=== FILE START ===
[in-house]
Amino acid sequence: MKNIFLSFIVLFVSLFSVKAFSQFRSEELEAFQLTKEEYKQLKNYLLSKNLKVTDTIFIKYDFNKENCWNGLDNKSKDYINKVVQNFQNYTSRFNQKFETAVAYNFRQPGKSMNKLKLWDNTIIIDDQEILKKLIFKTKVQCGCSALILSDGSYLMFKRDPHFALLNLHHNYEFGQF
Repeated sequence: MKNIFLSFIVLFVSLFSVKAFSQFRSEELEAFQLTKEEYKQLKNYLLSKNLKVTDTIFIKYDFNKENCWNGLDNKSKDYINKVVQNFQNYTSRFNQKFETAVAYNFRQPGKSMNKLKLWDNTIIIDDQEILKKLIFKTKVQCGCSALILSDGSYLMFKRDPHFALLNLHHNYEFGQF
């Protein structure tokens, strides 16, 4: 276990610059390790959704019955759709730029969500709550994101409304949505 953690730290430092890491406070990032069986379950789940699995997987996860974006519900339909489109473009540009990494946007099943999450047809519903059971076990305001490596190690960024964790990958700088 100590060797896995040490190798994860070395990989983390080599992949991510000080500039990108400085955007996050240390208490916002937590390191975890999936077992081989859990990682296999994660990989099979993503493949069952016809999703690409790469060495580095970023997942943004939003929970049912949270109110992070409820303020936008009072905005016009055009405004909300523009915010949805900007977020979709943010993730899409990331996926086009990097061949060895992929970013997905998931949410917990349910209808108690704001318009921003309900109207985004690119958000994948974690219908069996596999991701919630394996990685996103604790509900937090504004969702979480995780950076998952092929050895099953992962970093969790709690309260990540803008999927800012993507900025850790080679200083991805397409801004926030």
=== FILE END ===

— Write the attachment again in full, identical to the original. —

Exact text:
[in-house]
Amino acid sequence: MKNIFLSFIVLFVSLFSVKAFSQFRSEELEAFQLTKEEYKQLKNYLLSKNLKVTDTIFIKYDFNKENCWNGLDNKSKDYINKVVQNFQNYTSRFNQKFETAVAYNFRQPGKSMNKLKLWDNTIIIDDQEILKKLIFKTKVQCGCSALILSDGSYLMFKRDPHFALLNLHHNYEFGQF
Repeated sequence: MKNIFLSFIVLFVSLFSVKAFSQFRSEELEAFQLTKEEYKQLKNYLLSKNLKVTDTIFIKYDFNKENCWNGLDNKSKDYINKVVQNFQNYTSRFNQKFETAVAYNFRQPGKSMNKLKLWDNTIIIDDQEILKKLIFKTKVQCGCSALILSDGSYLMFKRDPHFALLNLHHNYEFGQF
């Protein structure tokens, strides 16, 4: 276990610059390790959704019955759709730029969500709550994101409304949505 953690730290430092890491406070990032069986379950789940699995997987996860974006519900339909489109473009540009990494946007099943999450047809519903059971076990305001490596190690960024964790990958700088 100590060797896995040490190798994860070395990989983390080599992949991510000080500039990108400085955007996050240390208490916002937590390191975890999936077992081989859990990682296999994660990989099979993503493949069952016809999703690409790469060495580095970023997942943004939003929970049912949270109110992070409820303020936008009072905005016009055009405004909300523009915010949805900007977020979709943010993730899409990331996926086009990097061949060895992929970013997905998931949410917990349910209808108690704001318009921003309900109207985004690119958000994948974690219908069996596999991701919630394996990685996103604790509900937090504004969702979480995780950076998952092929050895099953992962970093969790709690309260990540803008999927800012993507900025850790080679200083991805397409801004926030």